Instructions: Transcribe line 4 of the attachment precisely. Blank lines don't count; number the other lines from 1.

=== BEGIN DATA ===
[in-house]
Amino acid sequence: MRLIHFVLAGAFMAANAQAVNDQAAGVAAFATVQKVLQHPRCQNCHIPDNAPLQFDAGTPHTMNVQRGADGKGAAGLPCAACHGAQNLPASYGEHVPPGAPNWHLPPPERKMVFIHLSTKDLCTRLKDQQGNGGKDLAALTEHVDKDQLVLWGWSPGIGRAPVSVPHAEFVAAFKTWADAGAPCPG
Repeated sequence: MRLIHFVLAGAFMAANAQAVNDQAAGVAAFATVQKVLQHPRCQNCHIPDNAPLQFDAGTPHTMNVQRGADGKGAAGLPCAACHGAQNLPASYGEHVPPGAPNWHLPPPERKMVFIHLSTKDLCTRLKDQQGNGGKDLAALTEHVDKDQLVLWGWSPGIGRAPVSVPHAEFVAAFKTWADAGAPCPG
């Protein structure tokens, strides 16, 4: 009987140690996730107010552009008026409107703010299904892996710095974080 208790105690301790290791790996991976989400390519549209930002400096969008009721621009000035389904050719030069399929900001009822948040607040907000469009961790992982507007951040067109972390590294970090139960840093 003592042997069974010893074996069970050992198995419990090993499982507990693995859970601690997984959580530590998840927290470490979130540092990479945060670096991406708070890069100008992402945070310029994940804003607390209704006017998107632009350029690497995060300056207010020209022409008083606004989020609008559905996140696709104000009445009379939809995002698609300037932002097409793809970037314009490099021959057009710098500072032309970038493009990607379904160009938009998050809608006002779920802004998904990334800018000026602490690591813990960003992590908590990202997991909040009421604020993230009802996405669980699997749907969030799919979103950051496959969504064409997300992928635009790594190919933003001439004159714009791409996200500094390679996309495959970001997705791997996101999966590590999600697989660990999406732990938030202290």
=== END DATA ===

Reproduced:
């Protein structure tokens, strides 16, 4: 009987140690996730107010552009008026409107703010299904892996710095974080 208790105690301790290791790996991976989400390519549209930002400096969008009721621009000035389904050719030069399929900001009822948040607040907000469009961790992982507007951040067109972390590294970090139960840093 003592042997069974010893074996069970050992198995419990090993499982507990693995859970601690997984959580530590998840927290470490979130540092990479945060670096991406708070890069100008992402945070310029994940804003607390209704006017998107632009350029690497995060300056207010020209022409008083606004989020609008559905996140696709104000009445009379939809995002698609300037932002097409793809970037314009490099021959057009710098500072032309970038493009990607379904160009938009998050809608006002779920802004998904990334800018000026602490690591813990960003992590908590990202997991909040009421604020993230009802996405669980699997749907969030799919979103950051496959969504064409997300992928635009790594190919933003001439004159714009791409996200500094390679996309495959970001997705791997996101999966590590999600697989660990999406732990938030202290």